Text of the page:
Extinct Animals… or are they?

Learning Objectives

Students will read a recent science news article and discuss the content.
Depending the on the article, students may be asked to draw connections to current events or other classroom exercises.

Standards Addressed

Depending on the article, one of these standards may be most appropriate:

Subject Area - 1: Reading, Writing, Speaking, and Listening

     Standard Area - 1.3: Reading, Analyzing, and Interpreting Literature - Fiction and Non-Fiction

          Grade Level - 1.3.6: GRADE 6

               Standard - 1.3.6.A: Read, understand, and respond to works from various genres of literature

                    Assessment Anchor - R6.A.2: Understand nonfiction appropriate to grade level.

Preparation Time Needed

<30 minutes, enough time to read the article and associated questions, answer the questions, and possibly come up with more that are relevant to recent class exercises. 

Activity Description

(Part of the PAESTA In The News - Current Events in Earth and Space Science Series. This series compiles current resources and background materials for recent scientific events in the news. Questions are provided with each topic, written across Bloom's Taxonomic Scale, and can be used for classroom discussion and/or as a writing prompt at the beginning/middle/end of an instructional unit.)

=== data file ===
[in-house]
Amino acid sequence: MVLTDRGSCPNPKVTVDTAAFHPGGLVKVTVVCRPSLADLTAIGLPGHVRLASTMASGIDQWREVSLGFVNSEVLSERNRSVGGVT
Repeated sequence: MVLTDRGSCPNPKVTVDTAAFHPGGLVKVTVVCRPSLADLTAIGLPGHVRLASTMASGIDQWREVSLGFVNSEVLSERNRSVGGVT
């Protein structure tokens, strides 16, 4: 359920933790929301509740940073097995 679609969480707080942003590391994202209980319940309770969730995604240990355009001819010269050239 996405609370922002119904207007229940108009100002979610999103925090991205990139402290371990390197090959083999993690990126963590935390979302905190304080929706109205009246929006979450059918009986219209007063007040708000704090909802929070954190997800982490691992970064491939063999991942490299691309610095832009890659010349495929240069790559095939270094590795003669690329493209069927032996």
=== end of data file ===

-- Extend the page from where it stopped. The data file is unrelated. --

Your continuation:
With advances in technology and access to remote locations across the globe, scientists are rediscovering species that were once thought to have disappeared or thought to be extinct.

Articles to Share with Students

General Extinction Information

Questions for Classroom Discussion

  • What does it mean for a species to be extinct?
  • What are some reasons why species go extinct?
  • Why do scientists mistakenly label some species as extinct?
  • How can scientists tell if they have found a long-lost species, or if what they have discovered is a new species?
  • What is the difference between an endangered species, an extinct species, and a living fossil? Give an example of each.

Compiled July 17, 2011, by L.A. Guertin. Teachers are encouraged to search for more recent articles and related discoveries.

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